The first step in utilizing JXTA’s security infrastructure is to obtain the necessary set of keys. The security infrastructure supports and uses two kinds of keys:
These are symmetric keys that encrypt and decrypt data. They are symmetric because the same key converts plain-text to ciphertext (encrypted text) and ciphertext to plain-text. The standard JXTA bindings support secret keys for RC4 ciphers.
These are asymmetric keys used for a variety of operations. Data that is encrypted (or signed) with a public key can be decrypted only with a corresponding private key, and vice versa. JXTA supports algorithms based on RSA public/private key pairs.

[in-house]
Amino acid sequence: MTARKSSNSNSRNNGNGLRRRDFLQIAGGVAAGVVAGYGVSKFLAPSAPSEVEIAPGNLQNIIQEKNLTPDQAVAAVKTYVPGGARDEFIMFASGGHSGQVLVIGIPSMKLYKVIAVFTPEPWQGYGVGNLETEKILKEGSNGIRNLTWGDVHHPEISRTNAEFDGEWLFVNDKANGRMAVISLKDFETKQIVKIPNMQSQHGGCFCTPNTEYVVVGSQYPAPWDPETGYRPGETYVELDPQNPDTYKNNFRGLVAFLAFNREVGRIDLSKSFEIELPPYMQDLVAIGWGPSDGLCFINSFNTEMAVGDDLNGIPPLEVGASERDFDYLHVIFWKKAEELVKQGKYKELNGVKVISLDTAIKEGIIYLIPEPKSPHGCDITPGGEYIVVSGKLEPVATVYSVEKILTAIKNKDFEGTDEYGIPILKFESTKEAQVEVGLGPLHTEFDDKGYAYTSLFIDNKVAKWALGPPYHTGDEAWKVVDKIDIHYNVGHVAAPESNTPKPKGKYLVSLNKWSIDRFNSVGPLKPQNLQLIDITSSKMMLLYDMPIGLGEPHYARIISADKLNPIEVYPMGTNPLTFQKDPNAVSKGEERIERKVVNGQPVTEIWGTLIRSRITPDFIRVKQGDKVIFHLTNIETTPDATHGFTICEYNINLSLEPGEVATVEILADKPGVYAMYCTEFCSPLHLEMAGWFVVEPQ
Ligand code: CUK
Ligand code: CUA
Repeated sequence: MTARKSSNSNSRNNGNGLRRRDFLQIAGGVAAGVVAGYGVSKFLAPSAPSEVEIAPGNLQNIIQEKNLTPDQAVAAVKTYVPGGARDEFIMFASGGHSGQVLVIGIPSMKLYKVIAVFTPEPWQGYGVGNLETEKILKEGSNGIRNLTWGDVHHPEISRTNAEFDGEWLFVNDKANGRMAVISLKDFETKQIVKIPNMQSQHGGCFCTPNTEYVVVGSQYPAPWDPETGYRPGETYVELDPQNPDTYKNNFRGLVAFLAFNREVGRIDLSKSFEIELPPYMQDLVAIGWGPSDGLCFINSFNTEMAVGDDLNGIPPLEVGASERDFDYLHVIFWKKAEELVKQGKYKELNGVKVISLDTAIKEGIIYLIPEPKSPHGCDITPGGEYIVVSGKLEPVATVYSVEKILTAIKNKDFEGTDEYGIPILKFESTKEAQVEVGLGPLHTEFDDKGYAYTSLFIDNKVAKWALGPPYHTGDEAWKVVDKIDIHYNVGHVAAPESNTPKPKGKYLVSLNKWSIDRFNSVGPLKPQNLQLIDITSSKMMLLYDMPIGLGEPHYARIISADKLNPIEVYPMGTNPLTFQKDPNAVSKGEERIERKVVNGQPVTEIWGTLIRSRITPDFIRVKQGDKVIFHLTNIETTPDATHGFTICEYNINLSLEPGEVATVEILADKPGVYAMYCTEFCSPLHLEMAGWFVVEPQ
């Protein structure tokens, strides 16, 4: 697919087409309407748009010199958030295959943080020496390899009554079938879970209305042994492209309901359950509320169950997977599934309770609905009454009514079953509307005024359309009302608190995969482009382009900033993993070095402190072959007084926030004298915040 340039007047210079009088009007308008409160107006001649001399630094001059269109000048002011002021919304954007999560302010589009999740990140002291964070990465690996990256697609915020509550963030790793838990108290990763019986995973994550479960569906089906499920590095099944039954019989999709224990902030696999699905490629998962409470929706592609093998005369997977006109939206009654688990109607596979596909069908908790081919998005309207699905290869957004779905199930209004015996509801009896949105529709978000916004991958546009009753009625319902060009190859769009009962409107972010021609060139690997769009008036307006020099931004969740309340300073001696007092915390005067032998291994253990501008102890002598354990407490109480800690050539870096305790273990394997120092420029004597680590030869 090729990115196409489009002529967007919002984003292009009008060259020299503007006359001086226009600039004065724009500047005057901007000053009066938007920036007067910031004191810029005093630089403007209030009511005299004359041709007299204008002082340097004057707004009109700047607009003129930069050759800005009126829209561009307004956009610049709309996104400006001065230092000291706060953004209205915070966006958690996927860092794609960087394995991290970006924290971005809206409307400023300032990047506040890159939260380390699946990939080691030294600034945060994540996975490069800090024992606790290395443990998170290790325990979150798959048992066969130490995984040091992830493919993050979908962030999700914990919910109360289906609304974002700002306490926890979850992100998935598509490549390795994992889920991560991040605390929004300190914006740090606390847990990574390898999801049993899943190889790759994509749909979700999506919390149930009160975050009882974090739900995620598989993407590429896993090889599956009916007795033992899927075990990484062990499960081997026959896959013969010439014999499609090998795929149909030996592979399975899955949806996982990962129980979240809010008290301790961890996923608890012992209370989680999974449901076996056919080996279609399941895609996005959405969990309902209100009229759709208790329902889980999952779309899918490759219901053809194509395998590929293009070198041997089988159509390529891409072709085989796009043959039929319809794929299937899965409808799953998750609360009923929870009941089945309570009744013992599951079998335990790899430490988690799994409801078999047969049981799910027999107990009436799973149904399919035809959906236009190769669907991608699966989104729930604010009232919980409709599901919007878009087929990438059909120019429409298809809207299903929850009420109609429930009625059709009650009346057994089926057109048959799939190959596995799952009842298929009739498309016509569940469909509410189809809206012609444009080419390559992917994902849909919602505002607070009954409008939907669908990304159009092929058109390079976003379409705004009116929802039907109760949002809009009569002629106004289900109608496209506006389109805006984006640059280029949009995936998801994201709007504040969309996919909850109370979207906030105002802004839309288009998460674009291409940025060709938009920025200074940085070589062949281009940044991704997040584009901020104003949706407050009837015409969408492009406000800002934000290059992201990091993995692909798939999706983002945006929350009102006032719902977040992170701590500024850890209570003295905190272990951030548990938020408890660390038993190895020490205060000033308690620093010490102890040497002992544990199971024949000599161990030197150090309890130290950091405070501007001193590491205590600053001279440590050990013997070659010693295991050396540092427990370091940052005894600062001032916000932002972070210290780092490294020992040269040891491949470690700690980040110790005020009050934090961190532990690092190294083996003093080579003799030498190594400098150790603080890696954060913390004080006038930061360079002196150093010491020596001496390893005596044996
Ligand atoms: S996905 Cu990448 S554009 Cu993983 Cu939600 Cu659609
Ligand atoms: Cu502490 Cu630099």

The big difference between these types of keys is how they are shared. Public and private key pairs have a big advantage here: you keep your private key private, but you can share your public key with the whole world. People who want to send you data can use your public key to encrypt the data; they know that only you can decrypt the data because only you have the necessary private key. Conversely, if you send data encrypted with your private key to someone else, she can verify that the data was sent by you: your public key can decrypt the data, which proves that it was initially encrypted with your private key.
Shared keys, on the other hand, must be shared between both participants in a data exchange; however, each must have the same shared key at their disposal. This can be very ...